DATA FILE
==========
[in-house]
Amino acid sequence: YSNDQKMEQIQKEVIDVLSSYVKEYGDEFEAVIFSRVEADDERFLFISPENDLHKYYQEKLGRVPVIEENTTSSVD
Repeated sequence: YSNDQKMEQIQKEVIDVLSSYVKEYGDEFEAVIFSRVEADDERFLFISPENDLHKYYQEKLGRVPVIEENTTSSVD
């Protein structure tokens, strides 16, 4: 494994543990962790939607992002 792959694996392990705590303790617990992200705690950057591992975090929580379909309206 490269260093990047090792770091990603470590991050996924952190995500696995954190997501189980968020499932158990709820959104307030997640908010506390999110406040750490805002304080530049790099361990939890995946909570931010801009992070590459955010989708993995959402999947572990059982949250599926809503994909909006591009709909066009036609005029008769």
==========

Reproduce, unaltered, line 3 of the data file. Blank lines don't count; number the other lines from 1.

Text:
Repeated sequence: YSNDQKMEQIQKEVIDVLSSYVKEYGDEFEAVIFSRVEADDERFLFISPENDLHKYYQEKLGRVPVIEENTTSSVD